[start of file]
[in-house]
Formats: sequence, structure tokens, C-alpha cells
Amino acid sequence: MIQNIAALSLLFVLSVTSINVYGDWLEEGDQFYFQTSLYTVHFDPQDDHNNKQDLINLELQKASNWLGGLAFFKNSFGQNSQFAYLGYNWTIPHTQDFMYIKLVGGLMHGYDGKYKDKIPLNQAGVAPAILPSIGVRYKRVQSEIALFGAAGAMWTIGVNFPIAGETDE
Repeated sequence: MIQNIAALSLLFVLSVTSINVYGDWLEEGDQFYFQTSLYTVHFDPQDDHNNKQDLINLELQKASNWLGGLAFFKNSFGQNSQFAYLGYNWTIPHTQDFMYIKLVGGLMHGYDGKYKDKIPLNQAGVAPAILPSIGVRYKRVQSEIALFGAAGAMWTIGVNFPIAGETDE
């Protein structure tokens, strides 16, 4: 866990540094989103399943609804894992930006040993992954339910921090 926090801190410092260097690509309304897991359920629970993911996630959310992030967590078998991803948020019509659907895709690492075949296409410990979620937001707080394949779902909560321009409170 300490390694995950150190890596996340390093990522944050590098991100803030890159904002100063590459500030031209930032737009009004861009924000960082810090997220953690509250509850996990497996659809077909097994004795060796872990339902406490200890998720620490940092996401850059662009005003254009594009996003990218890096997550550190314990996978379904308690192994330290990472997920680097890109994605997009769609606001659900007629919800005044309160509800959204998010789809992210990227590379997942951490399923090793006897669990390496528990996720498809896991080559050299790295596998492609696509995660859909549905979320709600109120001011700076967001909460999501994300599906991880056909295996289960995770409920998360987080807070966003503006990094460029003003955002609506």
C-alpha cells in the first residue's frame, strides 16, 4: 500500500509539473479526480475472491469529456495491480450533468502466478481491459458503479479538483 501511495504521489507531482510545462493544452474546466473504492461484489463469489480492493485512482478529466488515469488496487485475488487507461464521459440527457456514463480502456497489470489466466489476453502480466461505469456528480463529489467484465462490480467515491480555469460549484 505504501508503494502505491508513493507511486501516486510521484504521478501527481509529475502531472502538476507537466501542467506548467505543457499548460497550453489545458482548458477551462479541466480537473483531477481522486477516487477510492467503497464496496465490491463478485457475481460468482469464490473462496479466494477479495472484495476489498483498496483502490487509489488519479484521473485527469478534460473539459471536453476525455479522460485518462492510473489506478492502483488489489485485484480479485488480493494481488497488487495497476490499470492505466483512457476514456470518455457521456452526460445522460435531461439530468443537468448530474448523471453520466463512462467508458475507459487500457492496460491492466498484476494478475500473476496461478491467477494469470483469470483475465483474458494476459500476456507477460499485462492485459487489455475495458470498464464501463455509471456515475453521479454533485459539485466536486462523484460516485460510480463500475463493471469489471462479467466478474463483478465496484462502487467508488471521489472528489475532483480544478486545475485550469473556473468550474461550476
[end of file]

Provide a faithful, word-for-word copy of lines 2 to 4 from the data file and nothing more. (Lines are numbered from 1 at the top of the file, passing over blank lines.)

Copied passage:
Formats: sequence, structure tokens, C-alpha cells
Amino acid sequence: MIQNIAALSLLFVLSVTSINVYGDWLEEGDQFYFQTSLYTVHFDPQDDHNNKQDLINLELQKASNWLGGLAFFKNSFGQNSQFAYLGYNWTIPHTQDFMYIKLVGGLMHGYDGKYKDKIPLNQAGVAPAILPSIGVRYKRVQSEIALFGAAGAMWTIGVNFPIAGETDE
Repeated sequence: MIQNIAALSLLFVLSVTSINVYGDWLEEGDQFYFQTSLYTVHFDPQDDHNNKQDLINLELQKASNWLGGLAFFKNSFGQNSQFAYLGYNWTIPHTQDFMYIKLVGGLMHGYDGKYKDKIPLNQAGVAPAILPSIGVRYKRVQSEIALFGAAGAMWTIGVNFPIAGETDE